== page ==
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Newspaper Archive of
Shelton Mason County Journal
Shelton, Washington
November 26, 2020     Shelton Mason County Journal
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November 26, 2020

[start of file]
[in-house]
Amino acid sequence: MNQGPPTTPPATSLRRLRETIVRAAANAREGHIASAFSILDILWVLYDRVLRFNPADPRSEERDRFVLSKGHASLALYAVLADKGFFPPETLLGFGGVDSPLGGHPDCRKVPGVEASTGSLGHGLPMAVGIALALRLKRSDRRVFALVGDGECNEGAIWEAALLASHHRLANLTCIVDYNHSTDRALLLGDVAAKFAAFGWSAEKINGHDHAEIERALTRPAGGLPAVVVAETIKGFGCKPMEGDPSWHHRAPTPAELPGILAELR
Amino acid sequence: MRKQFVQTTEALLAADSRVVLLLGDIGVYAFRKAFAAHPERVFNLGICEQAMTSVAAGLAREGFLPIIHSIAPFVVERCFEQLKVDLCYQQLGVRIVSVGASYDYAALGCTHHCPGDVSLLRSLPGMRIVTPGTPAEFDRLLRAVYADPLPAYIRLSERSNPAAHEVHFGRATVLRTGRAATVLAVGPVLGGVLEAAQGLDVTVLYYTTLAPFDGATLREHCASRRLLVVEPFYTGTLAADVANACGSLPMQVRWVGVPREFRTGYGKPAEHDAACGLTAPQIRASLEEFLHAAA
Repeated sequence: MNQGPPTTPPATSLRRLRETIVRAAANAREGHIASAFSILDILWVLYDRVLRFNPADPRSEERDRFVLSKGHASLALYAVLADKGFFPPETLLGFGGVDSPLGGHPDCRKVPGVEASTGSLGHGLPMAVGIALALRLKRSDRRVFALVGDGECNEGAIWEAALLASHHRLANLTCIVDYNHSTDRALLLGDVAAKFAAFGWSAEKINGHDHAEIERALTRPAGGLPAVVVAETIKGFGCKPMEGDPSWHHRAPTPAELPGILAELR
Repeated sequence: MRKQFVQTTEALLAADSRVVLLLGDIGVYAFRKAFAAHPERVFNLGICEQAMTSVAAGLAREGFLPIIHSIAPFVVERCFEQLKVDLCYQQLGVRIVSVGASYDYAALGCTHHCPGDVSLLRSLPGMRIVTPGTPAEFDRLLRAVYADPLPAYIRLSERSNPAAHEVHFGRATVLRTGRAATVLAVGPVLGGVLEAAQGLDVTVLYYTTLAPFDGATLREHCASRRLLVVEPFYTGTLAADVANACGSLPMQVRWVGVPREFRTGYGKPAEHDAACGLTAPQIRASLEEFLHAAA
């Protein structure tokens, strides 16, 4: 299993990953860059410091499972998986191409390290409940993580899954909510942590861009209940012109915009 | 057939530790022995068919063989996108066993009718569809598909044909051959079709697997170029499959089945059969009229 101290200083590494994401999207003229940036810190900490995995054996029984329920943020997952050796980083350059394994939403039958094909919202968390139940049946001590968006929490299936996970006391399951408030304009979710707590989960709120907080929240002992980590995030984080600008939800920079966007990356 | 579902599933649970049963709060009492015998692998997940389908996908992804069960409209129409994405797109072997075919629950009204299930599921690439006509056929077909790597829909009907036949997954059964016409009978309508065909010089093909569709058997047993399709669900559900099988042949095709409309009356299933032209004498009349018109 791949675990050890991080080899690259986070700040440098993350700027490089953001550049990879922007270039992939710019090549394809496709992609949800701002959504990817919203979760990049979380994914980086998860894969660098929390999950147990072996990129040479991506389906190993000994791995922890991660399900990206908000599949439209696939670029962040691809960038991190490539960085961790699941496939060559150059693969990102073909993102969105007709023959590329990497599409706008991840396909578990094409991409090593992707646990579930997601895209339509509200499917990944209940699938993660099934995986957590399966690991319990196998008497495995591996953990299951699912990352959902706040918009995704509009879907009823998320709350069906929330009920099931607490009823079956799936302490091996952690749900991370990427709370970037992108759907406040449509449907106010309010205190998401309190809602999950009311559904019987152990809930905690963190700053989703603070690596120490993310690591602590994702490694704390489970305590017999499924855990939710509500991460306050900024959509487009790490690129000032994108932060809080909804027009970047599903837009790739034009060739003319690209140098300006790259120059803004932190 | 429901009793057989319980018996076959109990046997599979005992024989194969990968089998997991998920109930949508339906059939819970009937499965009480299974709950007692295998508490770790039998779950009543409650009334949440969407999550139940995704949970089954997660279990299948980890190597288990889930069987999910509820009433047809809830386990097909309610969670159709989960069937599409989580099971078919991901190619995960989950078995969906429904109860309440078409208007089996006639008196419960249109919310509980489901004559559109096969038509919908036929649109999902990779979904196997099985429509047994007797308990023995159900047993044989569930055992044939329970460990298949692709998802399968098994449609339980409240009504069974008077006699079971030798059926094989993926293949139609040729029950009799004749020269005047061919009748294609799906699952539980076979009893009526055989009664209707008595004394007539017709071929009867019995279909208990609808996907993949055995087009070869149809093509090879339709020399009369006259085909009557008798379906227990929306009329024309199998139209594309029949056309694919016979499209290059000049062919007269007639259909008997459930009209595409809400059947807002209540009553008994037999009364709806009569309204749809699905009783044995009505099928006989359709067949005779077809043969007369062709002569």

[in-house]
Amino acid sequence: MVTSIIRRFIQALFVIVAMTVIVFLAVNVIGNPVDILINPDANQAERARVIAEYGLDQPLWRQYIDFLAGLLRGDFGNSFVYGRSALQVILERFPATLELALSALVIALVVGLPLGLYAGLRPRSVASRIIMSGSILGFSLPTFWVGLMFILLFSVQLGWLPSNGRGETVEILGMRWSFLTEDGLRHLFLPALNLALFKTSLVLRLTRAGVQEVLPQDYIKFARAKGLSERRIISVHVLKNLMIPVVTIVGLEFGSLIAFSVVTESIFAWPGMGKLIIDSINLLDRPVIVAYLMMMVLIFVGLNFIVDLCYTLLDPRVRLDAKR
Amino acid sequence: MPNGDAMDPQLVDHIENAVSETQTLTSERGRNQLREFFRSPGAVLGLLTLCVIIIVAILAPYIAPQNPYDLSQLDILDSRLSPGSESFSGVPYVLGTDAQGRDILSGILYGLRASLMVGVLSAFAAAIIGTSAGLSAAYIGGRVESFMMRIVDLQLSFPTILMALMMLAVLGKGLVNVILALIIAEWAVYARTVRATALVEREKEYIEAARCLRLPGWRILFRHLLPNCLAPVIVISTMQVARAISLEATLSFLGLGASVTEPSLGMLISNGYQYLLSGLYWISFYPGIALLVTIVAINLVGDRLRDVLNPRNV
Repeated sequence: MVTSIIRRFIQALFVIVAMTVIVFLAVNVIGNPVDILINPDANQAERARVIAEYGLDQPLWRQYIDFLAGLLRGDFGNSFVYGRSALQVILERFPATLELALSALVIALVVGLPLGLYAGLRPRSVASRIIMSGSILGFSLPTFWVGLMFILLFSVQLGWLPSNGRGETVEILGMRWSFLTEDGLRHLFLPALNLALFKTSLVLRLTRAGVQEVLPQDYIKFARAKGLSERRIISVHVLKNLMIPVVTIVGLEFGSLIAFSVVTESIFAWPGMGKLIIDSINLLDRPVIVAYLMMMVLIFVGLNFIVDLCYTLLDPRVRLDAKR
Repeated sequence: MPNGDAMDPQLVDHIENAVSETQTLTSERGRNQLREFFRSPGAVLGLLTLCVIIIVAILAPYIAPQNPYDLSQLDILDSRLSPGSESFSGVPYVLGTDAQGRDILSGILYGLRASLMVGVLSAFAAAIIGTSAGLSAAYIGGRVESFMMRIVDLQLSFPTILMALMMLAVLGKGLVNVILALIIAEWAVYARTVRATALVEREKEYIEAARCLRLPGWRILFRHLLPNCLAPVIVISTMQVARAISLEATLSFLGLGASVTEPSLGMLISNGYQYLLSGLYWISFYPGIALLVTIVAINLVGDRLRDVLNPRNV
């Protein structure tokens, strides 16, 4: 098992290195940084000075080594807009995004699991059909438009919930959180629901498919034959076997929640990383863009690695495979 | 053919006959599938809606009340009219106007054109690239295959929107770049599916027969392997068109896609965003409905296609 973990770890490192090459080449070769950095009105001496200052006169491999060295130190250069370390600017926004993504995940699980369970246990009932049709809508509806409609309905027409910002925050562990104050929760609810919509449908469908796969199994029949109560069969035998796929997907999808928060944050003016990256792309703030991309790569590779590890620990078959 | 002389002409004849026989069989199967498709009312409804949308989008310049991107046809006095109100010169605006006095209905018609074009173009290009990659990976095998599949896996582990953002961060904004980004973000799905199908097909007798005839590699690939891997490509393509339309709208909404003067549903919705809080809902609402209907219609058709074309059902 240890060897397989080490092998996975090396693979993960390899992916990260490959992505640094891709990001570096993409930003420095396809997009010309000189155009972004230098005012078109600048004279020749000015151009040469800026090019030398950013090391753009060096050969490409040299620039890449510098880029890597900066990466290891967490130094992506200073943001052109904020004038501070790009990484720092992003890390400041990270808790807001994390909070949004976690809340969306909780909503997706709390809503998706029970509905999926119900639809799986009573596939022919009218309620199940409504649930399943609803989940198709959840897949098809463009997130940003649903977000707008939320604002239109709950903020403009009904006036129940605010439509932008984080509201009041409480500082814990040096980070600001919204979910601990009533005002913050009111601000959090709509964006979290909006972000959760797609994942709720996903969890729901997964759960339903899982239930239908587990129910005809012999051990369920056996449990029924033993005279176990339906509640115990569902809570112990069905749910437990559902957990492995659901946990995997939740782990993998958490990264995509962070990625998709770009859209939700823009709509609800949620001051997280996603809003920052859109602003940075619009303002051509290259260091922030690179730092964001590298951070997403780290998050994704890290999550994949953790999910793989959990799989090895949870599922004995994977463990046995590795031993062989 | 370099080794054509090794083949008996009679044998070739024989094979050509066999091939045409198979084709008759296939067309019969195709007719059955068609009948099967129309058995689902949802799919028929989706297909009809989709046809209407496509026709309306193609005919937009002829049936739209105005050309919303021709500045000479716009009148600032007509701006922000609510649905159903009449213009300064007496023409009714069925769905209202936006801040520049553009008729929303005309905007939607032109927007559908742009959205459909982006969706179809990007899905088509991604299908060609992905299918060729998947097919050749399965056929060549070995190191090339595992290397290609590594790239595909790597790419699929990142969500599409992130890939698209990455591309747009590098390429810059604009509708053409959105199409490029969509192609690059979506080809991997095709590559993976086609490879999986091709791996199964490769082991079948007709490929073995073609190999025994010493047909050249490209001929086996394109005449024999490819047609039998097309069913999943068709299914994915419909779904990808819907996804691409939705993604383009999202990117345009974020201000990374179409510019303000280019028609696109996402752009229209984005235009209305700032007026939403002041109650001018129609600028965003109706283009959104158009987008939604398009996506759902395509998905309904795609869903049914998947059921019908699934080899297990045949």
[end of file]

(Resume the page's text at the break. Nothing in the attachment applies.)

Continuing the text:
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Page A-6 — Shelton-Mason County Journal - Thursday, Nov. 26, 2020 VIEWERS, continuedvfrvorrlrpage A's Thanks for support Editor, the Journal, A wonderful thing happened in Mason County during the month of October. For many years, I have “trick or treated” to collect groceries for a local food bank, but this year, be— cause of the pandemic, I could not do that, so I decided to trick or treat to raise donations in the form of checks made out to the Mason County Senior Center. I started calling friends and neighbors, and the checks started arriving soon after. By a week after Halloween, these checks totaled over $4,000. To all of you who made these dona— tions, thank you for your generosity and for supporting the Senior Center financially. It was very much appreci- ated and seriously needed. Marilyn Olson Shelton Blame media for Trump loss Editor, the Journal, William Busacca in the Nov. 19 Journal says President Donald Trump lost because of his COVID virus re- sponse. I kind of doubt that. I think it’s much more likely that the incred— ible mendacity of the national media and double-standard reporting, along with the suppression of the Hunter Biden/Joe Biden China corruption story by the same media. It is unfor- tunate that all of the major media in this country is owned by the same four or five corporations and investigative reporting is dead on arrival. Consider that Biden has repeatedly said that Trump was too tough on China, and a Harris administration, oops Biden, ‘ would take a softer, more collabora- tive approach to China. Of coursehe will; his son and probably himself have received millions of unearned dollars from them. Do you really think China did not intend to achieve influ- ence with Biden with that money, even if Biden himself never received a dime? You are naive, if so. Bruce Finlay Shelton Care for caregivers Editor, the Journal, Every November, Washington state honors the 850,000 family caregivers who are the backbone of our long-term care system. This year’s theme is “Caregiving in Crisis.” These individu— als provide an estimated 770 million hours and nearly $11 billion in unpaid assistance to loved ones, friends and neighbors with chronic illnesses and disabilities. Due to COVID-19, many people have found themselves thrust into a caregiving role, some for the first time. For family caregivers, their responsi- bilities do not end at 5 p.m., for family caregivers there is no opportunity to “clock out.” Caring for a'loved one who is ill, aging or disabled is a challenge under any circumstances and the COVID-19 pandemic has challenged them even further. If you are caring for a loved one or know someone who is, there are a few steps you can take to improve both your own wellness and the safety and well-being of your loved one. 1. First, and most importantly, take care of yourself. 2. Take precautions to keep your- self and your loved one safe. Follow all the standard COVID—19 precautions. 3. Keeping your distance? Use apps ' and websites to order home delivery of groceries, food and even medicine. 4. Take time for you to connect with your loved one. Use the time to discuss your favorite memories, work on a project together, make a family photo album or learn how to make a family recipe. For more information, contact the Lewis-Mason-Thurston Area Agency on Aging at 1-888-545-0910. Lynn Ford LMTAAA Advisory Board Chair Chehalis Watch for Trojan Horse Editor, the Journal, ' Rep. Drew MacEwen and Sen. Sheldon have offered a Trojan Horse in their call for a special session of the Legislature to “help Washingtonians deal with the fallout of the pandemic.” Given their voting records of reduc- ing services in order to reduce taxes, these legislators liker intend to do nothing to help the unemployed, alle- viate small business stress or address hospital overload. Do not be fooled by the sweet talk of helping Washingto- nians that hides their reduce—taxes, reduce-services intentions. ' I hope that the Journal’s editorial board will advocate for true support for Washingtonians impacted by the pandemic rather than budget-balanc- ing service reductions. “People may doubt what you say, but they will believe what you do.” — Lewis Cass Bob Gilby Port Orchard 5-.) VW Abattle of wits Editor, the Journal, In his recent letter to the Journal, Ardean Anvik commented about my remarks in an earlier issue. I heartin support his right to his own opinion, but not to his own facts. To steal a quip from Winston Churchill: “I prefer not to engage in a battle of wits with an unarmed man.” Put another way, I am not prone to argue. Toby Kevin Shelton Living through viruses Editor, the Journal, I do not understand. I View things on Facebook every day that honor our vets. My father started in the Korean conflict and then spent the next 26 years in the military. My father-in- law was a World War II veteran, he took eight stab wounds to the back, receiving many medals. With one hand we celebrate their devotion and sacrifice to our country, with the other hand we slap them in their faces. We hold these truths to be self-ev- ident, that all men are created equal, that they are endowed by their Cre— ator with certain unalienable rights, that among these are life, liberty, and the pursuit of happiness. Congress shall make no law respecting an es- tablishment of religion, or prohibiting the free exercise thereof; or abridging the freedom of speech, or of the press; or the right of the people peaceably to assemble, and to petition the Govern- ment for a redress of grievances. ' I am confused. When did we as a people choose to tell all those who have served our country that your service was only for us the people to live under martial law? This is sup- posed to be the government of the people, and by the people. I am con- fused. In 1918, influenza killed an esti— mated 50 to 100 million people. Since 1980, HIV/AIDS infected has 60 million with 30 million dead. In 2002, SARS hit 37 countries with 8,000 infected and 800 dead. In 2010, malaria infected 219 mil- lion with 660,000 dead. In 2018, tuberculosis infected 8.6 million with 1.3 million dead. We lived through these viruses without a lockdown. Why did they choose to lock us down now? Corona- virus was first studied in the 19303. , It was first treated on people in 1965. It was given the name coronavirus in. 1968. They have been studying this virus for 79 years. Are they going to use our lockdown to study this virus Your Full Service Roofer Since 1959! 1119 One Doctor Thar Still Makes House Calls! Make 2020 the Yar for Your New Roof! for another 79 years? I am confused. Ted Kyllonen Shelton A dose of COVID reality Editor, the Journal, I would like to say that we should be very careful in criticizing leadership. I am a retired Navy captain. I learned really fast that the whole world looks very different when you are the one in charge. What we engage in here is a lot of breezy speculation. When your name is on the results, and your neck will be the one on the chopping block if it goes badly, it is a lot more sobering. Lockdowns should be avoided for all sorts of good reasons. That is why lesser precautions have been advanced, precautions that too many of you are blowing off. Nobody wants to wreck the economy, and anyone who thinks they do is engaged in a bad faith argument. We must look at the facts on the ground. The daily increase in cases have more than doubled in the last three weeks to approaching 200,000 per day. Even with a rosy expectation of 0.6% fatality rate, that is 800 antici- pated deaths per day. This success rate is only possible with our best frontline care. Additionally, the success rates in rural areas that do notrhave facilities that are as robust is quite a bit higher. Right now, we are seeing states that have virtually exhausted their ICU ca- pacity. So, their medical infrastructure is meeting or exceeding 100% capacity. Is anyonegoing to try and convince me that the current success rate will be maintained as we go past that? And when these facilities are at 125% or worse, what happens when they roll you in from an auto accident or other medical event? And let us not even talk about what the economic cost of this will be. This is going to be a first-rate mess and it could collapse our medical system. Even if it does not, the ramifi- cations will be more than anyone here can imagine. Therefore, we are seeing governors who were previously cavalier about this changing their tune very quickly. Look at it this way. Mother Nature has given us a biological problem. Peo- ple like Dr. Scott Atlas are advocating their own little theories on how to deal with it. Their suggestions are simply a lab experiment. They have no idea what the human or economic toll will be. Just remember, in this experiment, you are the lab rat. Andrew Makar Hoodsport seeILETI'ERS, page A§7 Estimates. 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